Note that his philosophy of reincarnation is self-contradictory. My own understanding of this subject is far deeper than most of the people working in this field, because I have studied the best sources for 45 years. Here, he says that we evolve our souls and come around full-cicle, to become completed spirits. But then he says we have other lifetimes to look forward to for eternity. If we become completed souls, we don't keep reincarnating. Furthermore, it is not actually our souls that evolve. The soul, by its very nature, is already complete. It is only consciousness which develops, and then must be unveiled.
Of course, this fellow thinks he knows, and there is no-one so difficult to teach as the person who thinks he knows.
What, exactly, can I saw about this, by way of wrap-up? Not much. It's ignorance. My spiritual master, the Christ of this age, remarked that in this particular advent, he would be persecuted by the advanced souls. I see it all the time, in the attitude of those people to his life. Just as I have dared to tell the truth about my past-life literary accomplishments, because it's true, so he has dared to say that he was the Avatar, because it was true. Therefore, you will see every New Age teacher out there being respected, except my Guru. Even the fakes who claim to have had his spiritual status. Why? Because those teachers subtly pander to people's ignorance, while mine doesn't. I'll give you an example, by way of analogy.
Many years ago I decided to give up salt. But occasionally I would sprinkle a little parmesan cheese on my dinner. I liked it so much, the habit grew, until I was lathering parmesan cheese on every meal, regardless of what it was. Finally it occurred to me that I was probably getting as much salt that way, as I ever did before I supposedly gave up salt.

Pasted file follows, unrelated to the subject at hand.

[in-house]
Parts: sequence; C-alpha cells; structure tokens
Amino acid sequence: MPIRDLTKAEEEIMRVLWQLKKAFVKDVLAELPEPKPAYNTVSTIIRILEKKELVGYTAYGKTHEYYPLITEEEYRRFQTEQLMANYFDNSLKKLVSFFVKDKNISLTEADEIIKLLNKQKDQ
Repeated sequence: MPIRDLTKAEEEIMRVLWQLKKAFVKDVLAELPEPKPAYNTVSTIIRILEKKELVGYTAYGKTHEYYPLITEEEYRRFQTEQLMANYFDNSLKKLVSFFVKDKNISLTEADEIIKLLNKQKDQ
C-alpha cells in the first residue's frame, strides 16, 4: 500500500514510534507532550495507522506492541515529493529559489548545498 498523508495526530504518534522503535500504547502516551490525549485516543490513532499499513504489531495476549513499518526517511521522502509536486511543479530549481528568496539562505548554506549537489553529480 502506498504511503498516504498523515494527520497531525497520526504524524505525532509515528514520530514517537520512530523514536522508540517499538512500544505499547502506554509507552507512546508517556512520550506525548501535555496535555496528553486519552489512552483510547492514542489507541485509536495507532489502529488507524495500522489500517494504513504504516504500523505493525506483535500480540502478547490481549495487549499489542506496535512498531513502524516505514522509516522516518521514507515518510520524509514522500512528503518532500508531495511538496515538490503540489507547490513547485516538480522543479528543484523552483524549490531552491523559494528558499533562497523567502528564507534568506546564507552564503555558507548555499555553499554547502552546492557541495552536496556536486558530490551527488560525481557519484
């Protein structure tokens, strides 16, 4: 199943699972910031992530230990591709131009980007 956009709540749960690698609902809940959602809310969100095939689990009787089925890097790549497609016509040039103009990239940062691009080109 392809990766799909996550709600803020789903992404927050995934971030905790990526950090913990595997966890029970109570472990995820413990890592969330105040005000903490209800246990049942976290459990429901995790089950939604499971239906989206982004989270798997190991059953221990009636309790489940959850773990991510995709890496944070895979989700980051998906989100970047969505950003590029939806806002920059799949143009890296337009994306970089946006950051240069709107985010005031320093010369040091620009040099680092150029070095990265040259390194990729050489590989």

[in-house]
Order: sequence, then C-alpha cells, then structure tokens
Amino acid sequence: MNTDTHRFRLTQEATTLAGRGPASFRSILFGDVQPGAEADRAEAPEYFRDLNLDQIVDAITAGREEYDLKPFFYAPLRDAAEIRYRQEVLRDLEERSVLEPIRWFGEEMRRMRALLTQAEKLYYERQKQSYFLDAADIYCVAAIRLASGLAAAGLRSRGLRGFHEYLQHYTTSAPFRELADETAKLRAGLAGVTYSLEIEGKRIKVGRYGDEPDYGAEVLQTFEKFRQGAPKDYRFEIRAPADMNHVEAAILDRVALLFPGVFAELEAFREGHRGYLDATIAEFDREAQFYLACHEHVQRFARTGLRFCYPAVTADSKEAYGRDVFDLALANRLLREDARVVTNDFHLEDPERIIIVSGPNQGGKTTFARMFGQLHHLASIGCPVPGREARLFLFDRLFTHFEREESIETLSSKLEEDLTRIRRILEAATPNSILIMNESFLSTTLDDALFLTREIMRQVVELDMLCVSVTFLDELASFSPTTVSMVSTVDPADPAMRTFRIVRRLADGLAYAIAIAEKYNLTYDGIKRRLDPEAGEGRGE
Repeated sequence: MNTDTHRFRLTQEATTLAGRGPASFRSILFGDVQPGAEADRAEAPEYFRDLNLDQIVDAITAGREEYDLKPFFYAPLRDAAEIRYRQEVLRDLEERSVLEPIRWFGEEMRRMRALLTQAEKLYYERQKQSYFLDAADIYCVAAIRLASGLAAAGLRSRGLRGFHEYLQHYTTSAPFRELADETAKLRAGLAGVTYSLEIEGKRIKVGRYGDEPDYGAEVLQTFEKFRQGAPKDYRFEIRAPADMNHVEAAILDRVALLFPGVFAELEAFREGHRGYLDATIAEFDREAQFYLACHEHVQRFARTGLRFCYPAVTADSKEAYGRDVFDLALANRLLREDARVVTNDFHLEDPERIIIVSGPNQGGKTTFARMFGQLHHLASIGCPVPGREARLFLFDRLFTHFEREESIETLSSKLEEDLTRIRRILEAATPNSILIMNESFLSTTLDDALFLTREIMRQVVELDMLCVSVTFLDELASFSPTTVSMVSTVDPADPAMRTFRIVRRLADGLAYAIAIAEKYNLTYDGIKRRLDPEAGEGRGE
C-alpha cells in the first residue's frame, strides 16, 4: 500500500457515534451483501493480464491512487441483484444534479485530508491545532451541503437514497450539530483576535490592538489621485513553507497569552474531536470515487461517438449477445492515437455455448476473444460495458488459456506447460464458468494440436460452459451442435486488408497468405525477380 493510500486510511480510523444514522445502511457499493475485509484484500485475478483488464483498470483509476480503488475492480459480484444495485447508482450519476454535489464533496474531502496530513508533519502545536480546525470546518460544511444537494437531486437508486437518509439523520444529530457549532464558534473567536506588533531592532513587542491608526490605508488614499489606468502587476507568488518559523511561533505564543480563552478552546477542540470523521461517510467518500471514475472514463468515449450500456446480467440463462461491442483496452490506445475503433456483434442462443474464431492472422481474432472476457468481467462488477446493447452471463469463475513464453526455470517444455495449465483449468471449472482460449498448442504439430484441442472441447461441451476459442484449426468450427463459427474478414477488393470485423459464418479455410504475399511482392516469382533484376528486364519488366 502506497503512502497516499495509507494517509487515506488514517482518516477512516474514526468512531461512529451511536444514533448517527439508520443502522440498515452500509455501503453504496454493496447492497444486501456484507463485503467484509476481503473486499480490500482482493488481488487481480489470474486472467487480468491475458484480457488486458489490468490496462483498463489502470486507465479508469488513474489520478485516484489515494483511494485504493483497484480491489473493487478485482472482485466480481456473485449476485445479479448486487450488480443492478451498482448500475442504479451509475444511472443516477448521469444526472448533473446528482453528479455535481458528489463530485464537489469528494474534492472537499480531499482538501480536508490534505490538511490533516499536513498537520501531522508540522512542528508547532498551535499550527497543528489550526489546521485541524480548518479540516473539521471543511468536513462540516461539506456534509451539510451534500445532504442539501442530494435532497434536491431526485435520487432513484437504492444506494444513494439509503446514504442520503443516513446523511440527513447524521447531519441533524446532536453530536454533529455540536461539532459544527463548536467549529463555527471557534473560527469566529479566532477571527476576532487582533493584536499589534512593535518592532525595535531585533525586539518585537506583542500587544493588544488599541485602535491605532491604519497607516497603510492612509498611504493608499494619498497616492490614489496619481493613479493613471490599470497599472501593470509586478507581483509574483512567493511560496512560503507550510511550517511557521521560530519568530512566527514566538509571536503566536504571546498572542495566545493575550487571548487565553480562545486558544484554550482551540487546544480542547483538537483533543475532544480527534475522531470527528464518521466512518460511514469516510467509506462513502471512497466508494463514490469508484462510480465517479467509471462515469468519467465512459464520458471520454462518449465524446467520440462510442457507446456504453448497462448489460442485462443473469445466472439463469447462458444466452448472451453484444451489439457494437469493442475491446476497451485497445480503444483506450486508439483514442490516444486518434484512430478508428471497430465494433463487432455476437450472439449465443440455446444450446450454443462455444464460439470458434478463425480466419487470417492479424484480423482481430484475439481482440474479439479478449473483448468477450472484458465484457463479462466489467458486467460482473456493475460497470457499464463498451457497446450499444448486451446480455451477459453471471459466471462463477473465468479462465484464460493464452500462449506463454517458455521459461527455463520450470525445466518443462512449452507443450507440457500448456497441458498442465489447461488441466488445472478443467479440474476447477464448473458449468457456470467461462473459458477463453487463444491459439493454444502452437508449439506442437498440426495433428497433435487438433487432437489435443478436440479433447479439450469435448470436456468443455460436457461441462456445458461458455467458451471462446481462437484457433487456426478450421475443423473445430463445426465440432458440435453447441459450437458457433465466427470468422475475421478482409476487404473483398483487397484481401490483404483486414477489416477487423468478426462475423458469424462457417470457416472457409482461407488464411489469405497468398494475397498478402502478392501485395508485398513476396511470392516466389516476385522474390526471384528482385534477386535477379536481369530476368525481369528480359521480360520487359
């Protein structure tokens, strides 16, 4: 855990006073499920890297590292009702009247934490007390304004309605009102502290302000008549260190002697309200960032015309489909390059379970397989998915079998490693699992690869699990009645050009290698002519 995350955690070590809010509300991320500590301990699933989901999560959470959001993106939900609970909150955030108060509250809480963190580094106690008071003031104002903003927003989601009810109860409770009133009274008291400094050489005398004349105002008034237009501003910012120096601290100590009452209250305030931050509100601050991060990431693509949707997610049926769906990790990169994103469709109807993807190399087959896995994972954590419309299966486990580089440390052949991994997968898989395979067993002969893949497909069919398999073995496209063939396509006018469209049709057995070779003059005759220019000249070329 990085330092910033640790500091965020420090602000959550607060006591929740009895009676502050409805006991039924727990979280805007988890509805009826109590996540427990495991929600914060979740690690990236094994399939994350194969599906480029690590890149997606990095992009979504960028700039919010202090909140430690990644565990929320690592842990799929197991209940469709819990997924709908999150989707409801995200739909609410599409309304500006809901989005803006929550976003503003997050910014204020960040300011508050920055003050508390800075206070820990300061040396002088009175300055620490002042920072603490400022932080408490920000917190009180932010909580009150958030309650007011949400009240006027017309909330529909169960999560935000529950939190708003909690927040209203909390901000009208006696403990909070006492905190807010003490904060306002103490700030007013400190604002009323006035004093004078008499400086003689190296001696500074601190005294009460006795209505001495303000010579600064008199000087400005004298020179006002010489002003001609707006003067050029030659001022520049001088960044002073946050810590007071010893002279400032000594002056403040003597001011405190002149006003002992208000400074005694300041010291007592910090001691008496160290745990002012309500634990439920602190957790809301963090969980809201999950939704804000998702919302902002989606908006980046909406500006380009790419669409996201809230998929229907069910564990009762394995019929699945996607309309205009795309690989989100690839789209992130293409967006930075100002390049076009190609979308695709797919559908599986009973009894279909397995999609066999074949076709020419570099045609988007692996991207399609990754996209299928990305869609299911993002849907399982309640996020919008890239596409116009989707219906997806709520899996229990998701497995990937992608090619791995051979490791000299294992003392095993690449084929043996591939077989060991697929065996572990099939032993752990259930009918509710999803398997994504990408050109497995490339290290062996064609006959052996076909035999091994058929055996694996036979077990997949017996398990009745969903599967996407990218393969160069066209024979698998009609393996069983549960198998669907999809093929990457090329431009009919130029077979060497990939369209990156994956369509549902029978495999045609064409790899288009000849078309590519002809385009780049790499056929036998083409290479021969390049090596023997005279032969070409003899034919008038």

When my Guru pulls the salt, he pulls the parmesan cheese, as well.
People crave spiritual ignorance. I can't explain what spiritual ignorance is; if you are caught in spiritual ignorance, either your heart is closed, or you lack discernment of the truth. Or both. If you are in the process of climbing out of spiritual ignorance, your heart is opening and, at the same time, you are developing discernment.
Most people in the New Age world lack discernment, though their heart may be opening. Most skeptics have closed hearts, though they are attempting to discern the truth. For obvious reasons, neither group wants anything to do with that person who is developing both qualities simultaneously. Discernment offends the one; while an open heart offends the other. If the person who has been striving to develop both for many lifetimes, admits honestly of some of his inevitable accomplishments, it is a great affront. Projected onto him, is what that claim would mean if they made it.
In other words, these people project onto me what their motives would be, if they claimed to have written two world literary classics in a past life. The New Age people can't perceive the discernment, the careful, thorough scientific rigor which went into that conclusion--because if they made such a statement, they would be operating on imagination. Meanwhile, the skeptics assume I am a New Age type, doing what they do. They automatically assume that if I was rigorous and had run all of my evidence through my own skeptical acid bath, I would never say such things. They have not made such accomplishments, and so they are quite certain that I never have.
I am, in short, up against a mountain of spiritual ignorance, attempting to break through it with very strong, remarkable evidence, and persistence. I can literally hand people overwhelming logical evidence, in my books and this little half-hour video, and they can't see it and won't have it.
This is just how it is. But I go all the way back to my very first metaphysical text, which I used to read when I was just out of high school, spending half-days in a beautiful place called Fairchild Tropical Gardens, in Miami, Florida. The Bhagavad Gita--which Henry David Thoreau also used to read each morning, with reverence--says:
You have the right to work, but for the work's sake only. You have no right to the fruits of work. Desire for the fruits of work must never be your motive in working. Never give way to laziness, either.
Perform every action with you heart fixed on the Supreme Lord. Renounce attachment to the fruits. Be even-tempered in success and failure: for it is this evenness of temper which is meant by yoga.
Work done with anxiety about results is far inferior to work done without such anxiety, in the calm of self-surrender. Seek refuge in the knowledge of Brahma. They who work selfishly for results are miserable.
Therefore, I persist, and they persist, and we shall see what God wants to make of it.
Stephen Sakellarios, M.S.
Music opening this page: "We're Not Gonna Take It,"
from "Tommy," by The Who